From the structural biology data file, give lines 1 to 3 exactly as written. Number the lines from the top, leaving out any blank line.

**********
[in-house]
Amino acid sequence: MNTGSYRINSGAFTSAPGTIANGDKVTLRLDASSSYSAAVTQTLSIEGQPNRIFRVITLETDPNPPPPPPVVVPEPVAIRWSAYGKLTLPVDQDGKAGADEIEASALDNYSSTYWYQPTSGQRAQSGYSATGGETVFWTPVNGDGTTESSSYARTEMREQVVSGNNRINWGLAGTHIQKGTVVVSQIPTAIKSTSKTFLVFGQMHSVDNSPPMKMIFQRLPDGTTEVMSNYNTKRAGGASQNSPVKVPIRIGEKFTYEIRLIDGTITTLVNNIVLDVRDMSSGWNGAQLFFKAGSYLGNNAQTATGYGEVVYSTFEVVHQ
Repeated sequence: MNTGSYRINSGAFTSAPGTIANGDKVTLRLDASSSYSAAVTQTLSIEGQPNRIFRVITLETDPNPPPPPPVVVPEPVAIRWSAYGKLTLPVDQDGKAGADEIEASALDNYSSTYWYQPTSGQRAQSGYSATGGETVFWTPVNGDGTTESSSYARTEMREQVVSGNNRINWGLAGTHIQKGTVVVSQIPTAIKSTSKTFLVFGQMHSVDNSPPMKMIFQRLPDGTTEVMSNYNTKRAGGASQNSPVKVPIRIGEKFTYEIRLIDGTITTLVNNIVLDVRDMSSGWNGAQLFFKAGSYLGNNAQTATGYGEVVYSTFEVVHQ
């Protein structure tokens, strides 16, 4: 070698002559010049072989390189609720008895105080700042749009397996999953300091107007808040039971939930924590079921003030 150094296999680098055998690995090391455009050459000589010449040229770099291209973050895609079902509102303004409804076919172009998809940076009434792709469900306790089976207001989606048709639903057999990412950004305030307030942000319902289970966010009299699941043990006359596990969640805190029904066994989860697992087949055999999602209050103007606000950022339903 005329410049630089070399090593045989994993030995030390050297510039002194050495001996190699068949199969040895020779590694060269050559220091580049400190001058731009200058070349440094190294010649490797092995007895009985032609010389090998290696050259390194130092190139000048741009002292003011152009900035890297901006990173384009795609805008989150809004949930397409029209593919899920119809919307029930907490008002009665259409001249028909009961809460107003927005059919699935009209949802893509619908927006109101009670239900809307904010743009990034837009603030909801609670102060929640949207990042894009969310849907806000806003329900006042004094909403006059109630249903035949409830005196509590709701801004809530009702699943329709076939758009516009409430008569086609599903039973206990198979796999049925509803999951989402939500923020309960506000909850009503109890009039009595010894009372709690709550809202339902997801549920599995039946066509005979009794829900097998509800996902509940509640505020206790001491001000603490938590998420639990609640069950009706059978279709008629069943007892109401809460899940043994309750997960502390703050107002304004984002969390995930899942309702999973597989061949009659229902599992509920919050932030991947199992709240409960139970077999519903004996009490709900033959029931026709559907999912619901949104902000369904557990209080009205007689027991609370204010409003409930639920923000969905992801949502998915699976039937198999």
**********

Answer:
[in-house]
Amino acid sequence: MNTGSYRINSGAFTSAPGTIANGDKVTLRLDASSSYSAAVTQTLSIEGQPNRIFRVITLETDPNPPPPPPVVVPEPVAIRWSAYGKLTLPVDQDGKAGADEIEASALDNYSSTYWYQPTSGQRAQSGYSATGGETVFWTPVNGDGTTESSSYARTEMREQVVSGNNRINWGLAGTHIQKGTVVVSQIPTAIKSTSKTFLVFGQMHSVDNSPPMKMIFQRLPDGTTEVMSNYNTKRAGGASQNSPVKVPIRIGEKFTYEIRLIDGTITTLVNNIVLDVRDMSSGWNGAQLFFKAGSYLGNNAQTATGYGEVVYSTFEVVHQ
Repeated sequence: MNTGSYRINSGAFTSAPGTIANGDKVTLRLDASSSYSAAVTQTLSIEGQPNRIFRVITLETDPNPPPPPPVVVPEPVAIRWSAYGKLTLPVDQDGKAGADEIEASALDNYSSTYWYQPTSGQRAQSGYSATGGETVFWTPVNGDGTTESSSYARTEMREQVVSGNNRINWGLAGTHIQKGTVVVSQIPTAIKSTSKTFLVFGQMHSVDNSPPMKMIFQRLPDGTTEVMSNYNTKRAGGASQNSPVKVPIRIGEKFTYEIRLIDGTITTLVNNIVLDVRDMSSGWNGAQLFFKAGSYLGNNAQTATGYGEVVYSTFEVVHQ